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Historic U.S. government takeover of Fannie and Freddie

September 7, 2008

Treasury Secretary Henry Paulson and James Lockhart, director of the Federal Housing Finance Agency on Sunday unveiled an extraordinary takeover of twin mortgage buyers, Fannie Mae and Freddie Mac, putting the government in charge of the twin mortgage giants and the $5 trillion in home loans they back. The sweeping plan places the two companies into a “conservatorship” to be overseen by the Federal Housing Finance Agency. Under the plan, the FHFA will assume the power of the board, and the two firms’ cheif executives will resign after a transitional period.

Fannie and Freddie, which were created by the U.S. government, have been badly hurt in the last year by the sharp decline in home prices as well as rising mortgage delinquencies and foreclosures.

The move marks Washington’s most dramatic attempt yet to shore up the nation’s housing market, which is suffering from record foreclosures and falling prices. Paulson said that the cost to taxpayers would largely depend on the future financial performance of Fannie and Freddie.

For more than a decade Fannie Mae and Freddie Mac have attracted overseas investors with a simple pitch: the securities they issue are just as good as the United States government’s, and they usually pay better. The trillions in securities issued by Fannie and Freddie and backed by American mortgages were never explicitly guaranteed by the U.S government, but foreign and domestic investors alike have always believed that the guarantee would be backed up if it were tested.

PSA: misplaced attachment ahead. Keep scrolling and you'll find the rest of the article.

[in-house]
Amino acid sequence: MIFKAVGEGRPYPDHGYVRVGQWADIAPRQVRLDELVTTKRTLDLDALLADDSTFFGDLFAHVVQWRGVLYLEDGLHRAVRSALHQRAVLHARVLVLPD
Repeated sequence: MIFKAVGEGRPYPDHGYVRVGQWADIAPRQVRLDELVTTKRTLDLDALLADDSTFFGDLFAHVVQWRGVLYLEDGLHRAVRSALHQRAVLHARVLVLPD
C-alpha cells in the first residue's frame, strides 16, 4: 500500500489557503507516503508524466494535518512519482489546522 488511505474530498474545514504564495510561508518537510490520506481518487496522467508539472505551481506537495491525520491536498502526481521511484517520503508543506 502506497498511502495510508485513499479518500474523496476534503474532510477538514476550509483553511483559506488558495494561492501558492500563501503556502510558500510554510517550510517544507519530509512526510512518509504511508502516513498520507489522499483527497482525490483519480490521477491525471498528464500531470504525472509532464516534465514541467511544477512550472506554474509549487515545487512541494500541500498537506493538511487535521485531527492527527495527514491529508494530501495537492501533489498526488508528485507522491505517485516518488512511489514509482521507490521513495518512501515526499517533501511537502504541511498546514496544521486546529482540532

About one-fifth of securities issued by Fannie, Freddie and a handful of much smaller quasi-governmental agencies, some $1.5 trillion worth, were held by foreign investors at the end of March. One out of 10 American mortgages is, in effect, in the hands of institutions and governments outside the United States. Asian institutions and investors hold some $800 billion in securities issued by Fannie and Freddie, the bulk of that in China and Japan. China held $376 billion and Japan $228 billion as of June 2007, the most recent country-specific Treasury figures.

The bulk of investments related to Fannie and Freddie are in the form of mortgage-backed securities, often called agency securities or agency paper. This agency paper is considered of much higher quality than securities backed by sub-prime loans because Fannie and Freddie generally lend to borrowers with good credit histories and require higher down payments.


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